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How Not to Be the Obnoxious Newcomer

Sure, you have great ideas for your new workplace. But don't be too quick to push them on your new colleagues

Starting a new job shows up on charts alongside moving cross-country and having a baby as one of life's more stressful events. It's a great thing to start a position at a new company. You've just been wooed and courted and everyone is happy to see you (ideally). But as you find your way in the organization you're joining, it's easy to view the world through the filter of "How We Did It at My Old Company."

That's a problem, because if there's one way to make yourself unpopular with your new colleagues, it's waltzing into meetings and telling them to change everything they're doing. And who can blame them for bristling? Sure, newcomers and their fresh ideas add vitality to a business, but there's something presumptuous about suggesting changes before you have a chance to learn the culture, the company's history, and a bit more about why things are done the way they are. Hearing the history of the business and your group will also help you bond with the team.

It's difficult, but vitally important, to realize that the people who preceded you into the organization are working as hard as they can on a long list of important projects. As excited as you are to jump into your new assignment and begin slaying dragons, your teammates are probably aware of, and knocking away at, the biggest problems and opportunities the organization faces. They're not, in other words, anywhere near as excited to hear your opinions as you are to offer them.

Observation Over Intervention

And, as you enter a new environment, isn't it critical not only to contribute intellectually, but to add to the team's overall cohesion? Over the long term, people will be more positive about a person who came on board ready to learn and join, than a person who showed up full of wisdom to dispense.

The fact is, your efforts to work well with your new colleagues will result in a much deeper payoff than your first 10 sparkling observations about what's broken in your new shop. And to make you feel better about going slowly with the "what needs fixing" advice, I'll give you this food for thought: Everything you add to the idea pool, from the moment you arrive in your new organization, will go down more smoothly if you've put energy into meshing with the team from the get-go. So as much as you're dying to start righting what's wrong or done poorly in your new environment, slow down and focus on observation rather than intervention.

At first glance, certain elements of your employer's business may make no sense to you at all. But after close inspection and some careful questioning and listening, you may find out that some of them hinge on old ideas that made sense at the time or may have been shaped by office politics. That doesn't mean they shouldn't be improved, it means you have to proceed carefully. Bear in mind there's every chance that someone you're working with may have had an eye on your position, so you must be extra careful.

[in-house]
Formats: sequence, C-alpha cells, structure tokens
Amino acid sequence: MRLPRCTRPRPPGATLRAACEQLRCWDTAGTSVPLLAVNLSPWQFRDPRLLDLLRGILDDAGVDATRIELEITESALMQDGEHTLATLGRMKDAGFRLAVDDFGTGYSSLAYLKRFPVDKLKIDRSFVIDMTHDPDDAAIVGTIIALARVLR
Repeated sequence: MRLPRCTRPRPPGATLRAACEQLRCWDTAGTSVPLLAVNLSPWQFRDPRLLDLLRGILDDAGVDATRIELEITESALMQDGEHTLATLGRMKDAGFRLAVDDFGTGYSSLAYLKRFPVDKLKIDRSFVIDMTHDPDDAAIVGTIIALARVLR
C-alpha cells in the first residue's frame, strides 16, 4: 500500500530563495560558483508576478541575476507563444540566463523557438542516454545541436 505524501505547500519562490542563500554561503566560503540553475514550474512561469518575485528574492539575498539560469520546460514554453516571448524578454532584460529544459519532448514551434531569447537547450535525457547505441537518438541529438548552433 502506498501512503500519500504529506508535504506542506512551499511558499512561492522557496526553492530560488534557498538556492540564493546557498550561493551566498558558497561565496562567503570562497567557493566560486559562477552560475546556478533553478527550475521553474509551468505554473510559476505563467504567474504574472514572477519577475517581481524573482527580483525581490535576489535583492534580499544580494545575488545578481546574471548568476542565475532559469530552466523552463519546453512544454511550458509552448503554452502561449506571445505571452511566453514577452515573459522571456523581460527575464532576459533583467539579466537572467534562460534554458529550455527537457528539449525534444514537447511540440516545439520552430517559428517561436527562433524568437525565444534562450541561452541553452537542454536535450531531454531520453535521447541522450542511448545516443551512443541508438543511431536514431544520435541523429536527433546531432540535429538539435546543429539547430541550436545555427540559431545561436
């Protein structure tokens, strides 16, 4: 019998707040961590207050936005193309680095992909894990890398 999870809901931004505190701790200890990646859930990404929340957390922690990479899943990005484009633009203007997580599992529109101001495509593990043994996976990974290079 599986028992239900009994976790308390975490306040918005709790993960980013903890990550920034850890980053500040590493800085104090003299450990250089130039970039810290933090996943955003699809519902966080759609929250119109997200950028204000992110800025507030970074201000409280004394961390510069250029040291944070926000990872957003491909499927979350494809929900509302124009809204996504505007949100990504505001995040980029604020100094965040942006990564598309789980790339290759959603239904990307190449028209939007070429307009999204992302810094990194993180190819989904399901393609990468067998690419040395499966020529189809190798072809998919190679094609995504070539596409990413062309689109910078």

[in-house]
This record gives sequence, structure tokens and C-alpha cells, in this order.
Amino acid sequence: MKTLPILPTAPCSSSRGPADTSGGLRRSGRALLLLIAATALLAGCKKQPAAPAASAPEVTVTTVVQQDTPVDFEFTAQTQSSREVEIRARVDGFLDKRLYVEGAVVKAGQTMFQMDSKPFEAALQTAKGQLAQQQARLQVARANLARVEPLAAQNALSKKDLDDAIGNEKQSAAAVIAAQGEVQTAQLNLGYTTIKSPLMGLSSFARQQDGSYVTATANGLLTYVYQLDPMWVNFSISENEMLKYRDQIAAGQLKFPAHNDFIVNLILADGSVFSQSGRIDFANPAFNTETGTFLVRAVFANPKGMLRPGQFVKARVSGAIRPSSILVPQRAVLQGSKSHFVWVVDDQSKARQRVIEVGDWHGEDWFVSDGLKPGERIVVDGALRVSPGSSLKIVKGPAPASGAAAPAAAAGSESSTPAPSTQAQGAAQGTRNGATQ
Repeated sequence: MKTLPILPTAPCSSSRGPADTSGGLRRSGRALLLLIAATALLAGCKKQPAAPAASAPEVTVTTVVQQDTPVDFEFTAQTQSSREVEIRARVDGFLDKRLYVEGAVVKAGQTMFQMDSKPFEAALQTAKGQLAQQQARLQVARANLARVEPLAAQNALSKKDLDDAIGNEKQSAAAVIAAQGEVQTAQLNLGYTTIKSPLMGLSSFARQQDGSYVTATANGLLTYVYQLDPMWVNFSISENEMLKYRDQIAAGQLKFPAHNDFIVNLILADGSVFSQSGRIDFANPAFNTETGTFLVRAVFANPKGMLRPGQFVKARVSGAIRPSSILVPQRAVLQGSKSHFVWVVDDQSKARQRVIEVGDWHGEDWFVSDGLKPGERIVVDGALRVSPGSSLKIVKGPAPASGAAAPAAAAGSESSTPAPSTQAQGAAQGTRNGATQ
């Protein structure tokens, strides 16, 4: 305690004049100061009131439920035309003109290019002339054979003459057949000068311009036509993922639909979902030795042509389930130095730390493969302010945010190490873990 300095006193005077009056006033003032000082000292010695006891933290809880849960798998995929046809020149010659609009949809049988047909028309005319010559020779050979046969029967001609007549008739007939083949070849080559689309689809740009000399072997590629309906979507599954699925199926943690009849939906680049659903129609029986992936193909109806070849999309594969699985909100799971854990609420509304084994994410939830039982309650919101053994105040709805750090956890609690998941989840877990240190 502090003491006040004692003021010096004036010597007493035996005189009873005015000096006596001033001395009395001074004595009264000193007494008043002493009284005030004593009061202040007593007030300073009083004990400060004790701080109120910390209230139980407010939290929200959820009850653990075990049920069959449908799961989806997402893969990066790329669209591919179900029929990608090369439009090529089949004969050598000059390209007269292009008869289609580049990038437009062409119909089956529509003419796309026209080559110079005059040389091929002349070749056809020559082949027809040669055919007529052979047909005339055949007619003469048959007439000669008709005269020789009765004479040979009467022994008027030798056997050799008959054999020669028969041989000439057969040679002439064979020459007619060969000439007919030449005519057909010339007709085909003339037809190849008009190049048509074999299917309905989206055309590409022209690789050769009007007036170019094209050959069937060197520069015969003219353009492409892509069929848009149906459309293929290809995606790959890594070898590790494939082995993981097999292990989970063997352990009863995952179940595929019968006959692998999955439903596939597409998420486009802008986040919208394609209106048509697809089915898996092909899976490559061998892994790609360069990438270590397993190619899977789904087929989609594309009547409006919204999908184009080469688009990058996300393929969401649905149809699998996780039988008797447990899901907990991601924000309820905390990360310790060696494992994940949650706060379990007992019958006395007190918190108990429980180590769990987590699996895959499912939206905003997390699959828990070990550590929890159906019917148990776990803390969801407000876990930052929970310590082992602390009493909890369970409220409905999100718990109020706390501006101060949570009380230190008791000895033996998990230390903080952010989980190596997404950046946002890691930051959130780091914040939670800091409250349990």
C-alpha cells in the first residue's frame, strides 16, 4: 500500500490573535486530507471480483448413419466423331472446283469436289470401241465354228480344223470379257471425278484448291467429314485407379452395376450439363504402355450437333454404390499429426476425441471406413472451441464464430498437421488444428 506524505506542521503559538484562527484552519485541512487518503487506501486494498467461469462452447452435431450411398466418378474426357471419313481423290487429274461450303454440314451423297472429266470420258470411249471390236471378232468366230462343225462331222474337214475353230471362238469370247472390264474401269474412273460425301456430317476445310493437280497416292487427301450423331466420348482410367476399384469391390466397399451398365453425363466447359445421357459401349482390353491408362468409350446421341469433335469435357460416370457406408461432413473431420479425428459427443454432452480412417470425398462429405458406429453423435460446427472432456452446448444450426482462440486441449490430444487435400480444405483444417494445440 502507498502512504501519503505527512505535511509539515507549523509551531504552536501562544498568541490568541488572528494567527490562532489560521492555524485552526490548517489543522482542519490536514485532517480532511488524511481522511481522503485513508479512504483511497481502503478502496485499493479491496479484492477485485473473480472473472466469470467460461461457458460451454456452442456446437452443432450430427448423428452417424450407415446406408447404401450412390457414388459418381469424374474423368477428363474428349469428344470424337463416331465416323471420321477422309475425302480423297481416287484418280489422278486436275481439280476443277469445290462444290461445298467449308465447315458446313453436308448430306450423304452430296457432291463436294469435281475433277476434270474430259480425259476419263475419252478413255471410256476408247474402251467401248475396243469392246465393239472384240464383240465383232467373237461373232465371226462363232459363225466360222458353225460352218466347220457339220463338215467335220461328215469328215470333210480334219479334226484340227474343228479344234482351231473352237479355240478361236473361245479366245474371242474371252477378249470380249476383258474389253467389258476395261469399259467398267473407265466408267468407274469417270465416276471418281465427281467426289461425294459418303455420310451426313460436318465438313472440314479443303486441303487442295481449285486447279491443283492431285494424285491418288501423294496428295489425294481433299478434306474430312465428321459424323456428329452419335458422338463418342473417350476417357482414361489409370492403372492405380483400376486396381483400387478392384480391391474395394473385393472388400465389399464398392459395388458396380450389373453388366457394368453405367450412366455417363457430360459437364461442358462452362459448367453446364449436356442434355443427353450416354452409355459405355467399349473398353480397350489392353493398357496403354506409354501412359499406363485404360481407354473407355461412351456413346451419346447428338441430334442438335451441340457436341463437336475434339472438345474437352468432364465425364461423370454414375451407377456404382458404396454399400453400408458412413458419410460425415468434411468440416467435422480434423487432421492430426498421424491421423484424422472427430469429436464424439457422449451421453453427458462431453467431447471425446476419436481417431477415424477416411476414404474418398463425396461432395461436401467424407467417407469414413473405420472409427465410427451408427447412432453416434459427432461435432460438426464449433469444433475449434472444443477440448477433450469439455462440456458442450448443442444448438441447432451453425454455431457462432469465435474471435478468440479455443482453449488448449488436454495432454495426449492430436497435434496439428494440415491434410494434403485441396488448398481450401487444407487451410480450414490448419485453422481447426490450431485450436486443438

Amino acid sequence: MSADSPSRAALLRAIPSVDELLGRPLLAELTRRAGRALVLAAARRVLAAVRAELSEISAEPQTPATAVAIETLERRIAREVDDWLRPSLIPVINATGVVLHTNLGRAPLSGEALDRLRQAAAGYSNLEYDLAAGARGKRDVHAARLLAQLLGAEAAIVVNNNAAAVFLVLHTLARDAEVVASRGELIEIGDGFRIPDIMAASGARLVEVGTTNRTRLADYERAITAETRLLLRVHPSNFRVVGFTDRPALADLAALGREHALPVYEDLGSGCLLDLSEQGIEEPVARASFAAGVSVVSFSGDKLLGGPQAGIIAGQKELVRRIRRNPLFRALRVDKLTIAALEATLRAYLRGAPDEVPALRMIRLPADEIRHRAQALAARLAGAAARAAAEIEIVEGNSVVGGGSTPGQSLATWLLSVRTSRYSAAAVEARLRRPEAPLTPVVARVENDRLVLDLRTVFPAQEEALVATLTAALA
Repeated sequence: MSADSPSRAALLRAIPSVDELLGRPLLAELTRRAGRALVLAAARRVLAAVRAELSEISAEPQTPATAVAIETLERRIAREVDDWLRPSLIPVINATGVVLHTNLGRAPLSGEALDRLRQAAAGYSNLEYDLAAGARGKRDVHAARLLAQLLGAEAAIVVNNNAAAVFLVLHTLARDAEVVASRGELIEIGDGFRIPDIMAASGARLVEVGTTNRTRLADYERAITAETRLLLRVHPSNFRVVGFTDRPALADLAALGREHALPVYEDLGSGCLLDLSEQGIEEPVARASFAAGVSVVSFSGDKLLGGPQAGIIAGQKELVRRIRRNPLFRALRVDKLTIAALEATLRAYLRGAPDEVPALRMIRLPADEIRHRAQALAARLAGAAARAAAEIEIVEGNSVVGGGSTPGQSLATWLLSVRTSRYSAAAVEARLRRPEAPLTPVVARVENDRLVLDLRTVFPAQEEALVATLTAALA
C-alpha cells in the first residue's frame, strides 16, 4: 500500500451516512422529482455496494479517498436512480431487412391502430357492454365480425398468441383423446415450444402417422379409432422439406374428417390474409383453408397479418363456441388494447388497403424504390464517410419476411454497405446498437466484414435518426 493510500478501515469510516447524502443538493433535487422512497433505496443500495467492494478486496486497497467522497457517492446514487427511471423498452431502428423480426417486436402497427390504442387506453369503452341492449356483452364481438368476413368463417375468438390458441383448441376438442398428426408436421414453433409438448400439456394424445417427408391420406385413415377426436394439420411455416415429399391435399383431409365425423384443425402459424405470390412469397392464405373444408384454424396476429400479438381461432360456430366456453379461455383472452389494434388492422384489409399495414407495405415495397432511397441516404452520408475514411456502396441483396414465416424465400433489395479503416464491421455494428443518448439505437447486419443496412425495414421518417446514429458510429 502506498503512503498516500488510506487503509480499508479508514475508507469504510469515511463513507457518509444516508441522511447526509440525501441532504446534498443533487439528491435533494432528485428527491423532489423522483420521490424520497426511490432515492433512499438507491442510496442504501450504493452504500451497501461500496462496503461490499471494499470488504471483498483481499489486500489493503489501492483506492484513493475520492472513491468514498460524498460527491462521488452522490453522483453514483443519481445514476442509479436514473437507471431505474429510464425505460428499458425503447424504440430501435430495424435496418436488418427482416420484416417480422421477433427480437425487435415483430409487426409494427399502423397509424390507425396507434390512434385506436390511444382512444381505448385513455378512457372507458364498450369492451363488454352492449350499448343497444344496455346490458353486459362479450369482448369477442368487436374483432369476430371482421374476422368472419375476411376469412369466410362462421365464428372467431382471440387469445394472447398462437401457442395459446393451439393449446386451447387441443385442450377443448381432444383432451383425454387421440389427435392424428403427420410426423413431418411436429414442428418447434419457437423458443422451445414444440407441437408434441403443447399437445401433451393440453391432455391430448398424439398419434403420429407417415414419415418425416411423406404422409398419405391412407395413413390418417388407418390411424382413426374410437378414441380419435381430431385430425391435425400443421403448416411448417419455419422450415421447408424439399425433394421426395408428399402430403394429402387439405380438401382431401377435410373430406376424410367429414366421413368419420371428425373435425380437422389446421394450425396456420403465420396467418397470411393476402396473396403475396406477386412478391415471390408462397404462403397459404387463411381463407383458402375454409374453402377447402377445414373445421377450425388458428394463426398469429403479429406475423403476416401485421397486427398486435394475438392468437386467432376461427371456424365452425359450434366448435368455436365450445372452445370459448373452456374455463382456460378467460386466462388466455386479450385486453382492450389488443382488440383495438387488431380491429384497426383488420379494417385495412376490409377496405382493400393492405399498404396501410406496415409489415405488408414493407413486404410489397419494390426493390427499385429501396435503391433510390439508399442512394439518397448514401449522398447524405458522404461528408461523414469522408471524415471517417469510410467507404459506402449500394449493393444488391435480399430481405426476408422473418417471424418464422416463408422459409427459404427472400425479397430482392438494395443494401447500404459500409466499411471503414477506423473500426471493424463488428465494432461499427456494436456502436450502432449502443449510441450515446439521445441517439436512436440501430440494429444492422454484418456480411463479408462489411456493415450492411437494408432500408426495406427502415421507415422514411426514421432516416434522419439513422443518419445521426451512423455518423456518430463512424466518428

Keep It to Yourself

On the other hand, it's easy to see how and why you could fall into the trap of seeming like a know-it-all. It's fun to feel like the White Knight, and with your "newcomer's glasses" on, you'll be quick to spot places where your past experience can be useful in moving the company ahead and improving creaky systems.

Your mind may be racing with ideas for moving your new organization forward. It's hard to stay silent when you see so many opportunities for improvement. But you've got to keep your counsel for at least a little while—or get used to being known none too affectionately as "the person who knows more about our business in two weeks than any of us who have been here for 10 years." The time will come for sharing what's not working and how to make it better. In the meantime, join a task force or committee and take notes, or set up meetings, or bring donuts for a while before attempting to call the shots.

There's no doubt that every organization has a few best practices to share. As the new kid on the block, you can share what you've learned elsewhere and make a real contribution to your new employer's operations. But if you lend that expertise in such a way that people roll their eyes and drift away when you enter a conversation, you're not helping anyone—even worse, you're setting yourself up to have negative credibility with your peers.

And just as some solutions will work, remember that others won't, so don't be a cookie-cutter manager (see, 1/12/06, "Stamping Out Cookie-Cutter Managers") who assumes that what worked at Company A will be perfect for Company B.

As you establish yourself in your new workplace, there are ways to give input that will endear you to your workmates, and there are ways that will have them wish you'd go back to whatever company you came from. Don't let yourself be the newcomer whose every sentence begins with "Back at XYZ Corp.…"! There will be plenty of opportunity down the road to get your suggestions heard—and implemented.

See BusinessWeek's slide show for 10 tips that will help you give input that's appreciated, not resented.

Liz Ryan is an expert on the new-millennium workplace and a former Fortune 500 HR executive. She can be reached at

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